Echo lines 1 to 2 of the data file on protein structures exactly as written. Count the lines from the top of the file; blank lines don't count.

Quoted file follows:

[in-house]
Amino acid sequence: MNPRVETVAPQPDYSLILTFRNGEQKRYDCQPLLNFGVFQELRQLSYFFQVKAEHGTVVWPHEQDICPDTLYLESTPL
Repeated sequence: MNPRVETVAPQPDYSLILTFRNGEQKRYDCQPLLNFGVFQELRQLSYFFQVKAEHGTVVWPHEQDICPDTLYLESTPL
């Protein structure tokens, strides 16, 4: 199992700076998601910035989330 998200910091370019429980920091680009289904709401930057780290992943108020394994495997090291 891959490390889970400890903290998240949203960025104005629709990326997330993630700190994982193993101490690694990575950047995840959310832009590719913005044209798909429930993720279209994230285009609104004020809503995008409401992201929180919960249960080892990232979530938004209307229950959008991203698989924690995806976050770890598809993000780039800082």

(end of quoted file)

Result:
[in-house]
Amino acid sequence: MNPRVETVAPQPDYSLILTFRNGEQKRYDCQPLLNFGVFQELRQLSYFFQVKAEHGTVVWPHEQDICPDTLYLESTPL